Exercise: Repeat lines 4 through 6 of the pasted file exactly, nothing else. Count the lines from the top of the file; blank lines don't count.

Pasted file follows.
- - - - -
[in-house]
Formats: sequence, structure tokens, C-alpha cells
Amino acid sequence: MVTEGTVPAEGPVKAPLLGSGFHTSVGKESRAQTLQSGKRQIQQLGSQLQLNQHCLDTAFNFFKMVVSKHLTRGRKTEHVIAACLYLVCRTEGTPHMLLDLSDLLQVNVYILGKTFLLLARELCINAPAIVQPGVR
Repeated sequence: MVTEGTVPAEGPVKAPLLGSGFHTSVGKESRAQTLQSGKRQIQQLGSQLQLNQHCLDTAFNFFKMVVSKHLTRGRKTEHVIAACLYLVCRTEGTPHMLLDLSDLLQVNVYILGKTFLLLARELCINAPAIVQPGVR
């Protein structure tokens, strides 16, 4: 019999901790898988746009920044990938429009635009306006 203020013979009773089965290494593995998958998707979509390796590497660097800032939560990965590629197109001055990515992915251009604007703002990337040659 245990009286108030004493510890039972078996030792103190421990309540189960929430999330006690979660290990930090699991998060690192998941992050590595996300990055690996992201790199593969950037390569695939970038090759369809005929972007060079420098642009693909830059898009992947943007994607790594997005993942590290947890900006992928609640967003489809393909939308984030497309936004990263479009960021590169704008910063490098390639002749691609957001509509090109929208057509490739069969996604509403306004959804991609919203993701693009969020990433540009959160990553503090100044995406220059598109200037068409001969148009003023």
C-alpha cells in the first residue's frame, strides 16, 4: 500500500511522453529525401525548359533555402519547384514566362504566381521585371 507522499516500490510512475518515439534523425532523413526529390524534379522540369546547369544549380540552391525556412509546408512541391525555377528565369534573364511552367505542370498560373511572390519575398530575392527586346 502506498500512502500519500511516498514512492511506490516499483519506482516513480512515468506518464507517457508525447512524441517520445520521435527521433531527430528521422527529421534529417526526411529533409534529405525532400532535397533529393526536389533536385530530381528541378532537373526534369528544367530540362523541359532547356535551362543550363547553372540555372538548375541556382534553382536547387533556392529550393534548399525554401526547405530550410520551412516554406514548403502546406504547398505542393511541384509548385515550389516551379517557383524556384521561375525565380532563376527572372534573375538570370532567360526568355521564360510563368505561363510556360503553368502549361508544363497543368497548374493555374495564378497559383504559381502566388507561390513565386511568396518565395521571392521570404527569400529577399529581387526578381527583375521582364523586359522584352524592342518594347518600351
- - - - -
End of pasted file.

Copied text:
Repeated sequence: MVTEGTVPAEGPVKAPLLGSGFHTSVGKESRAQTLQSGKRQIQQLGSQLQLNQHCLDTAFNFFKMVVSKHLTRGRKTEHVIAACLYLVCRTEGTPHMLLDLSDLLQVNVYILGKTFLLLARELCINAPAIVQPGVR
């Protein structure tokens, strides 16, 4: 019999901790898988746009920044990938429009635009306006 203020013979009773089965290494593995998958998707979509390796590497660097800032939560990965590629197109001055990515992915251009604007703002990337040659 245990009286108030004493510890039972078996030792103190421990309540189960929430999330006690979660290990930090699991998060690192998941992050590595996300990055690996992201790199593969950037390569695939970038090759369809005929972007060079420098642009693909830059898009992947943007994607790594997005993942590290947890900006992928609640967003489809393909939308984030497309936004990263479009960021590169704008910063490098390639002749691609957001509509090109929208057509490739069969996604509403306004959804991609919203993701693009969020990433540009959160990553503090100044995406220059598109200037068409001969148009003023």
C-alpha cells in the first residue's frame, strides 16, 4: 500500500511522453529525401525548359533555402519547384514566362504566381521585371 507522499516500490510512475518515439534523425532523413526529390524534379522540369546547369544549380540552391525556412509546408512541391525555377528565369534573364511552367505542370498560373511572390519575398530575392527586346 502506498500512502500519500511516498514512492511506490516499483519506482516513480512515468506518464507517457508525447512524441517520445520521435527521433531527430528521422527529421534529417526526411529533409534529405525532400532535397533529393526536389533536385530530381528541378532537373526534369528544367530540362523541359532547356535551362543550363547553372540555372538548375541556382534553382536547387533556392529550393534548399525554401526547405530550410520551412516554406514548403502546406504547398505542393511541384509548385515550389516551379517557383524556384521561375525565380532563376527572372534573375538570370532567360526568355521564360510563368505561363510556360503553368502549361508544363497543368497548374493555374495564378497559383504559381502566388507561390513565386511568396518565395521571392521570404527569400529577399529581387526578381527583375521582364523586359522584352524592342518594347518600351